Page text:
By Devin (Practice Leader)

I took this picture years ago, with a chuckle, in a moment of appreciating the equanimity of Buddha no matter what is happening. 

Coming across it again during our challenging midwinter cold, I thought about the teaching that one way of reaching equanimity is by viewing our thoughts the same way we view weather. 

We all notice the weather. And at the same time, we all know there is no “forever weather.”  Weather, is simply passing by.  Impermanent and impersonal. 

What would happen if we could view our thoughts this way?

Pema Chodron has one of the most often quoted sayings on just this idea:  “You are the sky.  Everything else is just the weather.”  There is such power in that summation.

Over the years I’ve run across many other quotes that help me to realize this truth.  They are each related to weather or to Nature. 

Thich Nat Hahn:  “Feelings come and go like clouds in a windy sky.  Conscious breathing is my anchor.”

Rumi:  “And don’t think the garden loses its ecstasy in winter. It’s quiet, but the roots are down there riotous.”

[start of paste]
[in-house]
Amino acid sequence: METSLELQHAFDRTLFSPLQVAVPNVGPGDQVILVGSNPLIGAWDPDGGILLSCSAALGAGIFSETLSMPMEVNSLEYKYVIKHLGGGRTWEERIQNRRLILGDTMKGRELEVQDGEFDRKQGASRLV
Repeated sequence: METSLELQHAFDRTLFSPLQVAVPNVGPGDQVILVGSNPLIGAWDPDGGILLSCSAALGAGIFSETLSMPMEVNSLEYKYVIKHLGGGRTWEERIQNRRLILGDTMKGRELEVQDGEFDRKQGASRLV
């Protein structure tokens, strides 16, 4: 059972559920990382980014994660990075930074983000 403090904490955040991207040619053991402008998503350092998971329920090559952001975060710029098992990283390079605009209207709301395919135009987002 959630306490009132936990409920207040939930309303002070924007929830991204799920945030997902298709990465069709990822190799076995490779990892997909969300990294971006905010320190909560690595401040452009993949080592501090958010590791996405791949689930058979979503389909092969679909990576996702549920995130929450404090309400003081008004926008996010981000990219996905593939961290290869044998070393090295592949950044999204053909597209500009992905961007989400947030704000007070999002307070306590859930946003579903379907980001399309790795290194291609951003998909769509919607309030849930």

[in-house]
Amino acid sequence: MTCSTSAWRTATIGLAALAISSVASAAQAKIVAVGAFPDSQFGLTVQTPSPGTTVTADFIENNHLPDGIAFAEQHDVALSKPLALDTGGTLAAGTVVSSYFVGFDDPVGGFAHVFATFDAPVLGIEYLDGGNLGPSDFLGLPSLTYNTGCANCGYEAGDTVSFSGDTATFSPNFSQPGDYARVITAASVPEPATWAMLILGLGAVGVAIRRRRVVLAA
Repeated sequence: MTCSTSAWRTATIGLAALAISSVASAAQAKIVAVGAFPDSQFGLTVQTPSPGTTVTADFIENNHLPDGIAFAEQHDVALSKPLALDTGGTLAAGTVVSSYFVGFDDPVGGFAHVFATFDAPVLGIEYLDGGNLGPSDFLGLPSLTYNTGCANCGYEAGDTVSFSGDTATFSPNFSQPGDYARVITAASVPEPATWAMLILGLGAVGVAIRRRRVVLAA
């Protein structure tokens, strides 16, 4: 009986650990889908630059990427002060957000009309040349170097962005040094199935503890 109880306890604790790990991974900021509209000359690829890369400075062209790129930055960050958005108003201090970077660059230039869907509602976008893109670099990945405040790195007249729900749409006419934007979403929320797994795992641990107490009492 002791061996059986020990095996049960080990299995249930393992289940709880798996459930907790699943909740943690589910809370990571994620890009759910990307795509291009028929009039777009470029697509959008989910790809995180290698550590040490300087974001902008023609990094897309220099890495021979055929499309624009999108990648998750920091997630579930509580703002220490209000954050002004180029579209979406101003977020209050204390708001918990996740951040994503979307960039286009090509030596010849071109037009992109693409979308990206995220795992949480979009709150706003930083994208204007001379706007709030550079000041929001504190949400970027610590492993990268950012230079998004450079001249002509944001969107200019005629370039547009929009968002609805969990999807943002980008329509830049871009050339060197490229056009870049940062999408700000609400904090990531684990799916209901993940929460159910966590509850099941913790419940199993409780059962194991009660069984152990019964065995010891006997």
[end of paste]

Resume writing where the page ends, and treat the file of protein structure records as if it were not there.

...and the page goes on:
Japanese Proverb:  “One kind word can warm three winter months.”

Ralph Waldo Emerson:  Adopt the pace of Nature.  Her secret is patience.”

All through our darkest months and coldest weather, may we keep these sayings in mind.  May we treat our thoughts as weather systems passing by, impermanent, impersonal.  May we notice, acknowledge, and stay present.

A poem to finish this post:

My Inner Weather Report

Yesterday

a fierce

storm

blew in

with bolts of lightning

and thunderclaps

pitch black clouds

hovered overhead

and it poured

all day long.

Today

I feel sunny

with gentle breezes

and no clouds at all.

I’m learning to take my weather report—

and notice my feelings

as they come and go.

From My Thoughts Are Clouds: Poems for Mindfulness by Georgia Heard.

Please join us for meditation classes, and learn how to view your thoughts as a weather pattern.